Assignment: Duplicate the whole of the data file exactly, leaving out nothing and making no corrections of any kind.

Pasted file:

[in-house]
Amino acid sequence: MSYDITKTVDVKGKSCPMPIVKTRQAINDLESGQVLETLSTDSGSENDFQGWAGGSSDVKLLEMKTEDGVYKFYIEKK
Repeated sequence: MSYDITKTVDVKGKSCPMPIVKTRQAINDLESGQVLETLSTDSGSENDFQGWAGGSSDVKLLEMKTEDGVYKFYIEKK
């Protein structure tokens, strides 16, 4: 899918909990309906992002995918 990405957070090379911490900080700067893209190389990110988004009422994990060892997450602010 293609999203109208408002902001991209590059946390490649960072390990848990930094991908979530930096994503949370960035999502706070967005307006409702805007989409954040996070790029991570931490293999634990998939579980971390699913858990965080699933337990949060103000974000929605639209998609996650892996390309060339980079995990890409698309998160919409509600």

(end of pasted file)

[in-house]
Amino acid sequence: MSYDITKTVDVKGKSCPMPIVKTRQAINDLESGQVLETLSTDSGSENDFQGWAGGSSDVKLLEMKTEDGVYKFYIEKK
Repeated sequence: MSYDITKTVDVKGKSCPMPIVKTRQAINDLESGQVLETLSTDSGSENDFQGWAGGSSDVKLLEMKTEDGVYKFYIEKK
């Protein structure tokens, strides 16, 4: 899918909990309906992002995918 990405957070090379911490900080700067893209190389990110988004009422994990060892997450602010 293609999203109208408002902001991209590059946390490649960072390990848990930094991908979530930096994503949370960035999502706070967005307006409702805007989409954040996070790029991570931490293999634990998939579980971390699913858990965080699933337990949060103000974000929605639209998609996650892996390309060339980079995990890409698309998160919409509600």